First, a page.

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The television series “Omar” about the life of Sahabi [companion of the Prophet] Omar Ibn al-Khattab, may God be pleased with him, continues to provoke major controversy between those who oppose and support its broadcast. In fact, the verdict on this television series – before it had even been screened – involved alarming exaggeration, convulsions and statements such as “series like this are causing great harm to Islam and its broadcast must be stopped.” This series, which is still in its early episodes, has rendered a unique artistic view of Mecca’s society during the time of the prophet, as well as the Prophet’s companions in particular, in a balanced and human manner that can be logically absorbed by the audience.

The series plot and dialogue seemed to have been well prepared and appropriate, not to mention the set design, wardrobe and production, incorporating details of this historic period. In addition to this, the actors were carefully cast in line with the role they are playing, whilst the direction and cinematography is also very professional. This was something that takes period dramas, particularly Arab historical drams, to international horizons. It was very clear that this series has extremely high production values and spared no effort towards producing an integrated and important work.

Whether we agree or disagree, the media is one of the most important mechanisms of “conflict” and this is something that must be dealt with. This is no longer an option but a necessity, as we are gradually moving from a view where the portrayal of the prophet’s companions was considered taboo to a stage where it is acceptable to portray them in television dramas. This is the norm regarding the issue of gradual acceptance and judging something based on its intentions and objectives. In fact, presenting a weighty character study of an exceptional character in the history of Islamic civilization represents an atypical but highly necessary challenge. There are numerous generations of Muslim youths who know nothing about the Prophet’s companions and their true characteristics owing to a lack of interest in reading and a strong inclination towards the media, in all its forms. Therefore we must address those youths in a way that is familiar to them.

The act of banning and forbidding seems weak and unconvincing simply because the positives of such work, in terms of education, raising awareness, and also entertainment, in a modern and respectful manner, far outweigh the negatives. All civilizations, cultures, and religions introduce their stories, heroes and icons utilizing all forms of media, from books to theatre to cinema to television. This is because by doing so they create and shape their own cultural heritage, building up an accumulative cultural memory for their future generations. This allows future generations to maintain and preserve an informed view of their culture, allowing for the creation of an everlasting impression.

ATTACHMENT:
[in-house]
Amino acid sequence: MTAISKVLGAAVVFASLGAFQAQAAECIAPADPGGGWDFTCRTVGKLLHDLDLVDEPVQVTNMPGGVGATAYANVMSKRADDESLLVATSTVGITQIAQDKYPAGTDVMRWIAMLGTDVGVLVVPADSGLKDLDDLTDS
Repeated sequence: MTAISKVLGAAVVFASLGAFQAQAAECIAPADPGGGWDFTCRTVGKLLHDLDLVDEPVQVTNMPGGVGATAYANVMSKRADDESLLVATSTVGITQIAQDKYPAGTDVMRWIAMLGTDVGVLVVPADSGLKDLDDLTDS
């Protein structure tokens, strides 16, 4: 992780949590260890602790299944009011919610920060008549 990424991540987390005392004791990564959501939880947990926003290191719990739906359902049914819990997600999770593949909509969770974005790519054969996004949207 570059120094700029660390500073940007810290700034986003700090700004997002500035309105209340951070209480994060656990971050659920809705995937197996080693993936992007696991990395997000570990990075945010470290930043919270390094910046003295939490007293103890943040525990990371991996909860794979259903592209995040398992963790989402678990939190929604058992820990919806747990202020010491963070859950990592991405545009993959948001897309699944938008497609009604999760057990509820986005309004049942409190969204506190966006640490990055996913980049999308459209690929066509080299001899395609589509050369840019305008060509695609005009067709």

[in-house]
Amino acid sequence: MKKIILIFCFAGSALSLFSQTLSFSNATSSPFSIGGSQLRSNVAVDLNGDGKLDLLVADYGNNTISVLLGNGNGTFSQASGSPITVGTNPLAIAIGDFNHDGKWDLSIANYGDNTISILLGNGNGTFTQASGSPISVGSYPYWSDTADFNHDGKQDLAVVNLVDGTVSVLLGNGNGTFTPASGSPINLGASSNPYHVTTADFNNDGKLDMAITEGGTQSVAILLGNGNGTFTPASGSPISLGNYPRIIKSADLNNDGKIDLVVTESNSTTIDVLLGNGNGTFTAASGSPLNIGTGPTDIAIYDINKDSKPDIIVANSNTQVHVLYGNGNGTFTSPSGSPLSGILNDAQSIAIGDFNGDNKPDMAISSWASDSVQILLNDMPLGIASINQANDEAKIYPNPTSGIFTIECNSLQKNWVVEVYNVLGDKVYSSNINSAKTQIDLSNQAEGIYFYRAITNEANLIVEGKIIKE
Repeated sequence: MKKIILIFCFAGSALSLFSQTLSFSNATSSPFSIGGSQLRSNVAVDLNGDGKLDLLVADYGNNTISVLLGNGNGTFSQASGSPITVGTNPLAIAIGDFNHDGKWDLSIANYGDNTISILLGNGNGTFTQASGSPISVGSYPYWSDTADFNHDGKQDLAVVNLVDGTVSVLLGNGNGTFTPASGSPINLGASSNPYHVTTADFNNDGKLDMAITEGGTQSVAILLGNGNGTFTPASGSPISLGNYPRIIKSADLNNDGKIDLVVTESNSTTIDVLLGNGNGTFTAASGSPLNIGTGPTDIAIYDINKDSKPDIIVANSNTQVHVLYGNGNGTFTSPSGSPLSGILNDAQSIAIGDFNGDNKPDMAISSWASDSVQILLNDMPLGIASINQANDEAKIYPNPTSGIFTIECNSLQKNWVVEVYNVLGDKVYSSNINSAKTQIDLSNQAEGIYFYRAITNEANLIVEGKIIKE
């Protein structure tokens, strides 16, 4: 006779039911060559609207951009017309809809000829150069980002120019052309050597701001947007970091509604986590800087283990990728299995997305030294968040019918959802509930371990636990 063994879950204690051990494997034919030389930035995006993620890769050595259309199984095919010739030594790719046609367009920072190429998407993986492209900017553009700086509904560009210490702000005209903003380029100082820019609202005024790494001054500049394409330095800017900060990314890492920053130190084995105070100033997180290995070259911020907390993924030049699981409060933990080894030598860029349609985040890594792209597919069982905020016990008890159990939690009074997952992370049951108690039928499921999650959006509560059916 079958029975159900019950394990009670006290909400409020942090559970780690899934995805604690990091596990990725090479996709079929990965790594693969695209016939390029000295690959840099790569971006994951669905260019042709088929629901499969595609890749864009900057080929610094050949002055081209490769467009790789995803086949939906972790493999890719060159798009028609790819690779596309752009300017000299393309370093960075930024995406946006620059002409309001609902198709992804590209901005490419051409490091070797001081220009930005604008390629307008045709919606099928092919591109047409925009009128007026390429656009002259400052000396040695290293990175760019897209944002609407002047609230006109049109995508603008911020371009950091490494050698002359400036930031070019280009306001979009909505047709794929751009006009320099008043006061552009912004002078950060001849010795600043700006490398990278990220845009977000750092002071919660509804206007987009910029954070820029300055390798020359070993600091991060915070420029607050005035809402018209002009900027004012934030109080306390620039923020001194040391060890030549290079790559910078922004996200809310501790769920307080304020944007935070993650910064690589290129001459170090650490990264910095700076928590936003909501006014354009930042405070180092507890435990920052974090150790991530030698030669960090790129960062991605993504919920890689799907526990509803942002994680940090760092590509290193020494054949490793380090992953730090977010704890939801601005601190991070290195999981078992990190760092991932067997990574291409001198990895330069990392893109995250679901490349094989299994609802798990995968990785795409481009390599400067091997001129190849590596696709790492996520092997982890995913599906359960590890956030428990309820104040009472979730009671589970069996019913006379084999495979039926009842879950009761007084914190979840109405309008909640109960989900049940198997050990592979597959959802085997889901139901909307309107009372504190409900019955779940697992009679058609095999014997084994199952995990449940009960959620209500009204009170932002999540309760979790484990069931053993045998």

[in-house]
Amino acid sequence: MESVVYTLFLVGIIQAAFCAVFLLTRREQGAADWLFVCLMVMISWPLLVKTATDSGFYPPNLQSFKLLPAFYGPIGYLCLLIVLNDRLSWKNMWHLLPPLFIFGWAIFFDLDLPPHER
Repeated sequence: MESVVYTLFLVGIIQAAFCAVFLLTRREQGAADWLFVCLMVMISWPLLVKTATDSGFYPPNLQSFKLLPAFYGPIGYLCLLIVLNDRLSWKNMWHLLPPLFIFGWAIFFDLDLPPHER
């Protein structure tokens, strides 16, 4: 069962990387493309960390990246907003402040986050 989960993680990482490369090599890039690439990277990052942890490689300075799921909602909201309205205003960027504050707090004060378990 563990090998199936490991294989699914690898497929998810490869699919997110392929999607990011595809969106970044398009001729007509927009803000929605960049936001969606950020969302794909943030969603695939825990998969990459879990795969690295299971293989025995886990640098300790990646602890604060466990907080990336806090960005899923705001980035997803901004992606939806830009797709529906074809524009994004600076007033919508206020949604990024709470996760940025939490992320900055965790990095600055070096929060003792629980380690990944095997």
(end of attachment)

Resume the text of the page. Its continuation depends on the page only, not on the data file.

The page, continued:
In recent years, Arab television dramas have begun to take striking and significant steps when presenting brave works on religious figures such as Khalid Ibn al-Walid, Saladin, Imam al-Shafe’i, al-Bukhari, Imam al-Nesa’i, Tirmidhi, Caliph Omar Bin Abdul-Aziz, al-Hassan and al-Hussein and al-Qaqa al-Tamimi, amongst others. These all received sharp criticism and were subject to controversy, however such works of art continue to be produced, and their benefits shall prevail.

Inevitably, there are numerous subjects for dramas, which can be presented in a modern manner in order to refresh the memories of future generations and change the composite image that is currently stored in their minds. In fact, such images prompt those youths to avoid such history as they view it as being stereotypical, old-fashioned and boring. The controversy surrounding the screening of the “Omar” series will no doubt continue, yet it has a huge viewership, which reveals that it is being accepted by the general public. This will also open the door for other television dramas of comparable magnitude, quality and controversy to be screened in the near future. It is quite apparent that everyone is eager to watch this television series, particularly as it enjoys extremely high production values whilst there are Islamic jurisprudential views that agree that there is no religious consensus prohibiting this.

Hussein Shobokshi

Hussein Shobokshi

Hussein Shobokshi is a businessman and prominent columnist. Mr. Shobokshi hosts the weekly current affairs program Al-Takreer on Al-Arabiya, and in 1995 he was chosen as one of the "Global Leaders for Tomorrow" by the World Economic Forum. He received his BA in Political Science and Management from the University of Tulsa.

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